After this the infantry activity died down and the pioniers and miners took over the sector. 


A description of the fighting, written by a participant, was published in the "Norddeutschen Allgemeinen Zeitung".      

Since the beginning of April a terrible battle has raged, the intensity of which only the participants will be able to appreciate. The French have already tried unsuccessfully to break through on our left and right flanks. Our division has a difficult position. Prisoners have informed us that 24 fresh enemy regiments have been brought up for the attack as well as 2 British divisions in reserve. (Doubtlessly an error on the part of the writer). These two divisions have not been used.

The fighting is merciless. No quarter is given and we have taken few prisoners. Our soldiers are fighting very bravely. One enemy attack follows the next, each preceded by a bombardment that does its best to level our positions. Each attack is beaten back with the French suffering terrible losses.  

In some areas our troops have to abandon their positions to escape the artillery fire but the French are wrong if they think these positions are "taken". Violent counter attacks with the bayonet throw them out of the positions and our troops have on occasion continued the counter attacks until they broke into the enemy front line but were forced to abandon the French positions due to heavy enemy artillery fire.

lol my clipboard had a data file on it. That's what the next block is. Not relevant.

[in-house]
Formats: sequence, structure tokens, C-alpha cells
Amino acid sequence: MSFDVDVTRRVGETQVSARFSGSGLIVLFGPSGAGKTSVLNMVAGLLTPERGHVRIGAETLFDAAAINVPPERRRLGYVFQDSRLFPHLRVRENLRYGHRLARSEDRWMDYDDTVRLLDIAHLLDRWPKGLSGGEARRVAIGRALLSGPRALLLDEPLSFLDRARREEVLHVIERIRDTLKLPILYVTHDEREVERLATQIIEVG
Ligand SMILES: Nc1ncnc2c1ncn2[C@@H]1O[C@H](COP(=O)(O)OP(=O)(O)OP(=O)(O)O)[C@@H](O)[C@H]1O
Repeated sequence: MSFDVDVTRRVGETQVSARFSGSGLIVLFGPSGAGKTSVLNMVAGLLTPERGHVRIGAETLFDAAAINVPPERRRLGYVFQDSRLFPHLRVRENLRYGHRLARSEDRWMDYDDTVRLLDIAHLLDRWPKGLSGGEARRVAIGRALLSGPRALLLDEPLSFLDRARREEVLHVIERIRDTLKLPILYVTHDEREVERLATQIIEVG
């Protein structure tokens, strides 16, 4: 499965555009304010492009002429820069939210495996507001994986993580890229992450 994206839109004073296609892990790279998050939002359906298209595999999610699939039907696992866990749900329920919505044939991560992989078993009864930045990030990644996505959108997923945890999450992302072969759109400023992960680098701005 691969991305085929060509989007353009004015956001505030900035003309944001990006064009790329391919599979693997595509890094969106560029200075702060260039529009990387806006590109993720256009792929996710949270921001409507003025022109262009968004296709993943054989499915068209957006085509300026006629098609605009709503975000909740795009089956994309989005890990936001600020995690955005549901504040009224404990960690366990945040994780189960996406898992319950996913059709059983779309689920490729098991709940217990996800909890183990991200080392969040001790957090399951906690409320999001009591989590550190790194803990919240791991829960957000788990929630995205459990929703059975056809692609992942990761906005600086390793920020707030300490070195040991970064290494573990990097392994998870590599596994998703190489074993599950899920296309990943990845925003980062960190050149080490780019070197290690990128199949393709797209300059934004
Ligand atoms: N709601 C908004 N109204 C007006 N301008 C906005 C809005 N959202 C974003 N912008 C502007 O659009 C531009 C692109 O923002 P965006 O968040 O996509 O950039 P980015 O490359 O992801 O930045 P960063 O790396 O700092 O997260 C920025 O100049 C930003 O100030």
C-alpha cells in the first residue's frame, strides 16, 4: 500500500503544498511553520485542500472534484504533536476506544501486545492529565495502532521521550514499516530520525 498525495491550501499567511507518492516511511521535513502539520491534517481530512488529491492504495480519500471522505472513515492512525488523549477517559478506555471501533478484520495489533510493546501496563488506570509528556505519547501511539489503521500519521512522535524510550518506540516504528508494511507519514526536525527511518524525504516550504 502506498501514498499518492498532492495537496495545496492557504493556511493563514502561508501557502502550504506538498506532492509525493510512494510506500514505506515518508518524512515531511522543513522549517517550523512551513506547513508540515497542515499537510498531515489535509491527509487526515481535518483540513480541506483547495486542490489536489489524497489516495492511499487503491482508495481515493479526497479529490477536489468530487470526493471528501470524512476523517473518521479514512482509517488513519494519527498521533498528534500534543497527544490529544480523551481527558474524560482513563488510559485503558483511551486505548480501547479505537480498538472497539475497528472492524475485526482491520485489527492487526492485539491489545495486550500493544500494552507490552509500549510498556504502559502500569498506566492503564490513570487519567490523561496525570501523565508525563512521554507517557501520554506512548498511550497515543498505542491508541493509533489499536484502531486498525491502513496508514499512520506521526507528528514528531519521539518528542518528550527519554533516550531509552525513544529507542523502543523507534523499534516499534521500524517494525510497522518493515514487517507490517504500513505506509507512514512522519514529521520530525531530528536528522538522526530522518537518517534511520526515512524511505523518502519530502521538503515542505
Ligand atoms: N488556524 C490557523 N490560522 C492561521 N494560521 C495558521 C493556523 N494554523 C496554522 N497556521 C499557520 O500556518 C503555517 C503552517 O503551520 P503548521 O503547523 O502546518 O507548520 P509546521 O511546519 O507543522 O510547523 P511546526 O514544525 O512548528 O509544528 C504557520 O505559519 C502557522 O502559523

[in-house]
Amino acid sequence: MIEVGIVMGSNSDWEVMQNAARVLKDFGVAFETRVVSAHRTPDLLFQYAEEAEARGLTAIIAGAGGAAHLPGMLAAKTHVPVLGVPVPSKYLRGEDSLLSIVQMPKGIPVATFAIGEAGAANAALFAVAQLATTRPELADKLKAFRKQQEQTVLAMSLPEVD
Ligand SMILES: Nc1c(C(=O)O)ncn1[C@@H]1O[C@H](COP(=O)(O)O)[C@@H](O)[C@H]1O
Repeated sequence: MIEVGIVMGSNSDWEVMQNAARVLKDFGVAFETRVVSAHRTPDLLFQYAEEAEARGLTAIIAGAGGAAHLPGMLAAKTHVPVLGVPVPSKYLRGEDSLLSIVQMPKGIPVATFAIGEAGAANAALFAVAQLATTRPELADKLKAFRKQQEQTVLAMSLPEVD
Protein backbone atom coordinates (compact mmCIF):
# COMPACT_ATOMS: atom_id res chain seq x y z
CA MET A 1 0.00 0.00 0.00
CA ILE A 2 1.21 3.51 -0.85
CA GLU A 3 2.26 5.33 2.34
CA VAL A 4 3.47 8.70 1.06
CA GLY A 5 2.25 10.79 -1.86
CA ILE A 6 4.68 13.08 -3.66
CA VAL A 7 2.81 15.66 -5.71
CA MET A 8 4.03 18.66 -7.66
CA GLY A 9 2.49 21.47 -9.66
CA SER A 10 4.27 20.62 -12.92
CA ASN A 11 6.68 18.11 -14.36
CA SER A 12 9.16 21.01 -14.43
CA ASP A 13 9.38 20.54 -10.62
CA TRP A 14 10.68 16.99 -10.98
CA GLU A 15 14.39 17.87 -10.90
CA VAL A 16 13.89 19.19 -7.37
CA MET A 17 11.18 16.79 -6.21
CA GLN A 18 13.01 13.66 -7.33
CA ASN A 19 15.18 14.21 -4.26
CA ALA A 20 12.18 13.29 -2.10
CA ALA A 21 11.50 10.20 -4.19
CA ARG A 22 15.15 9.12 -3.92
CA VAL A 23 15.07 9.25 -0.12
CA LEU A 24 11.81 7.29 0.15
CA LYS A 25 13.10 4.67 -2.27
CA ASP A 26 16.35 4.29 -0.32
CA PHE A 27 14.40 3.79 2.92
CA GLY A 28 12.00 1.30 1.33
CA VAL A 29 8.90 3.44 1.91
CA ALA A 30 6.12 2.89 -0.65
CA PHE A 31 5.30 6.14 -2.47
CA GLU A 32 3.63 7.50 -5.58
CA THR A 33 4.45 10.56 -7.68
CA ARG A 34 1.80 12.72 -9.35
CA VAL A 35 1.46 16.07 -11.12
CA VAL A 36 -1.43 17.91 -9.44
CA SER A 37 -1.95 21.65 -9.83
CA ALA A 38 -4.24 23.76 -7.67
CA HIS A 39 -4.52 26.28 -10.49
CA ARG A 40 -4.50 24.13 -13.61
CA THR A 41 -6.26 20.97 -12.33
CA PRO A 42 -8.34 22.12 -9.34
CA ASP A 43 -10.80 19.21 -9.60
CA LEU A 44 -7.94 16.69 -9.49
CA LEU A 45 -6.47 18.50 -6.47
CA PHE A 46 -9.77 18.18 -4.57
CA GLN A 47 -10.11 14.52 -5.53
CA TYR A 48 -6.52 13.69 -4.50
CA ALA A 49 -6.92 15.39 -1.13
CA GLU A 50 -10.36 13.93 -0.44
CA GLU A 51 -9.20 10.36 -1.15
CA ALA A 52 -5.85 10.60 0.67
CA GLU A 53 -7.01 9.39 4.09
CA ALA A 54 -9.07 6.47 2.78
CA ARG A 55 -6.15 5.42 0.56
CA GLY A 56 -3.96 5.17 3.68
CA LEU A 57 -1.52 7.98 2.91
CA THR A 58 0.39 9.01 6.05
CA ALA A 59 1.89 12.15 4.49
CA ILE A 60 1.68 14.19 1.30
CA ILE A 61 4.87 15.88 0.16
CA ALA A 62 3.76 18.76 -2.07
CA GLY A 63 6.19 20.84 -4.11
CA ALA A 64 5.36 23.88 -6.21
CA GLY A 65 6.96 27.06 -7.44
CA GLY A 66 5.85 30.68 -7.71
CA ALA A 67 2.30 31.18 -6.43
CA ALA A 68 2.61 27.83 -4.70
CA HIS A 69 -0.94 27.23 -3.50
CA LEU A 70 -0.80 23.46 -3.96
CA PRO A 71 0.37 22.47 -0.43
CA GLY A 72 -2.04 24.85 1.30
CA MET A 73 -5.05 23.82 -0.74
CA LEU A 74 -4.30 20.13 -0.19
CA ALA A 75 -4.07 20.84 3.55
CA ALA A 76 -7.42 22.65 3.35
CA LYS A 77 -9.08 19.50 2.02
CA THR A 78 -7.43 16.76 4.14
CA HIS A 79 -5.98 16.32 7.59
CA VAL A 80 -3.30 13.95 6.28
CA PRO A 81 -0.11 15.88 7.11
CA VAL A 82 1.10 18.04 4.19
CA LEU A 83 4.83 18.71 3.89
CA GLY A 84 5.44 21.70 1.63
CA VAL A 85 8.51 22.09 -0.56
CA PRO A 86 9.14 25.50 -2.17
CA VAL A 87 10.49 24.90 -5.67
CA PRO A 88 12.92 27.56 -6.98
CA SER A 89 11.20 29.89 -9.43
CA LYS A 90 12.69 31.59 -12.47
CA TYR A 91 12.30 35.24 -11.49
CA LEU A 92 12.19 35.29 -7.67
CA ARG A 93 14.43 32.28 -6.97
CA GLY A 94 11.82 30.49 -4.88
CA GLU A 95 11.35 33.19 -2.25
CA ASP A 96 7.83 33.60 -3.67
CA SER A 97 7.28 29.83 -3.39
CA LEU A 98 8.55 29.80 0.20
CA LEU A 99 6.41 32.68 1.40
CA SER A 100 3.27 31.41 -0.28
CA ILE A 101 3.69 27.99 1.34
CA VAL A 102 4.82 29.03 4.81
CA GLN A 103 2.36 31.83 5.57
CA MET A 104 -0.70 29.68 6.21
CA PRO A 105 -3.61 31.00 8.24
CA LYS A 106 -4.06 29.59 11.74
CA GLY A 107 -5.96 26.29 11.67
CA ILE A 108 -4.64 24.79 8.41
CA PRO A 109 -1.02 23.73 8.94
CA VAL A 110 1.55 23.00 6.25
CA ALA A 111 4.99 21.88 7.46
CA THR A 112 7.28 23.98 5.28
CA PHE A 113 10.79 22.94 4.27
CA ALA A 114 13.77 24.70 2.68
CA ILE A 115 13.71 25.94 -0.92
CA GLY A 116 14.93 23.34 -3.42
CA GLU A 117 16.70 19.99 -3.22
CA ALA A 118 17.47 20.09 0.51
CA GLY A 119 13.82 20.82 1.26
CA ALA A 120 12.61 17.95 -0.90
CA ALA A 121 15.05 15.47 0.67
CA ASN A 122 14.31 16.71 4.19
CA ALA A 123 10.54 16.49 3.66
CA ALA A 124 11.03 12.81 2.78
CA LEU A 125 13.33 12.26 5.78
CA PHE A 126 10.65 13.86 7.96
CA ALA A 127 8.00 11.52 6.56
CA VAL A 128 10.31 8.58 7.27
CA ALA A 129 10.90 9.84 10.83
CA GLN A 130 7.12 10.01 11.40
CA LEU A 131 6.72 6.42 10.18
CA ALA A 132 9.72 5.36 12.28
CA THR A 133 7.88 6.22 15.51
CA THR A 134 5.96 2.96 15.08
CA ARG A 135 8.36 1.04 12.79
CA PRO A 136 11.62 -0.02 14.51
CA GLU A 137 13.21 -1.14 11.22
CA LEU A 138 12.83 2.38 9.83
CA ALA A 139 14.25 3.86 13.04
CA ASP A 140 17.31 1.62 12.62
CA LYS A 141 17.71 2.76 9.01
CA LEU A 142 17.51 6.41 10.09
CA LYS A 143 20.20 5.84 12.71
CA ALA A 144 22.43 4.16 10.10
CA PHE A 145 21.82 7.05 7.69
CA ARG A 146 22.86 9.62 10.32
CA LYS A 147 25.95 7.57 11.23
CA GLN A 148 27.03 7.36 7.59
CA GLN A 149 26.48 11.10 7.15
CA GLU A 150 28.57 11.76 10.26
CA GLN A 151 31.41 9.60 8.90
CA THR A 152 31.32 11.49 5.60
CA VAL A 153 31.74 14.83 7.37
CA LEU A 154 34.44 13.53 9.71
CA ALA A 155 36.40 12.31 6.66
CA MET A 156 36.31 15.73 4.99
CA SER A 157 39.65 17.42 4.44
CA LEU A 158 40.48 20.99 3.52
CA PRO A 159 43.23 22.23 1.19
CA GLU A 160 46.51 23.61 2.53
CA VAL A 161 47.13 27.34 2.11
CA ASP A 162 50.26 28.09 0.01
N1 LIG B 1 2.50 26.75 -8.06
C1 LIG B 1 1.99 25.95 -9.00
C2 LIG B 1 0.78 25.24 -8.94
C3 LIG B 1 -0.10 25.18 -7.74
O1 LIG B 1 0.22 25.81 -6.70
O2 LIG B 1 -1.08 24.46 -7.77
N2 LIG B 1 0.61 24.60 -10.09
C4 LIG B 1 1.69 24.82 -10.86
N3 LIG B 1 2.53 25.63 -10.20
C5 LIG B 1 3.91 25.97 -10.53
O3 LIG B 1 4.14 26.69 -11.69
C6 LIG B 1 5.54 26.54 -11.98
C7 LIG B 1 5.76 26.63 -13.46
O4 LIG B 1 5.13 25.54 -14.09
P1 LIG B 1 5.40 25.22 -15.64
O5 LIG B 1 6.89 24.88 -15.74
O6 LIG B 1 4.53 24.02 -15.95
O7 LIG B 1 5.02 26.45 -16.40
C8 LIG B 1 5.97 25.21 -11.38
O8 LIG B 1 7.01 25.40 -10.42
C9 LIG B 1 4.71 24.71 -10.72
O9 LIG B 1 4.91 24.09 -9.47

The positions have all been flattened and at night the men work hard to rebuild the earthworks, the pioniers labouring tirelessly. Almost all of the original positions are still in our hands.

Left: Hauptmann Mensch with his daughter in 1912.

The French have suffered very heavy losses. They throw the bodies out of their positions to form a protective wall They seem unable to bury them. They also seem unable or unwilling to remove their wounded. No Mans Land is covered with bodies. Our losses are also heavy but in no proportion to theirs.  

Our artillery does excellent work. They fire on the reserves preventing them from reaching the front line where they would be able to enter the fray. The attacking troops are met with a terrible storm of shot and shell.


The staff has done well assuring that the reinforcing troops and supplies are always at hand. Day and night the supply columns roll bringing up artillery ammunition. The French have our rear area under constant fire as well as any villages within range of their guns.  

How long it will continue it is not possible to say but one thing is sure. any further attacks will also be beaten back by a wall braced with an iron will.

Above: French troops killed by German Artillery fire.


Above: A more detailed map of the fighting in April 1915.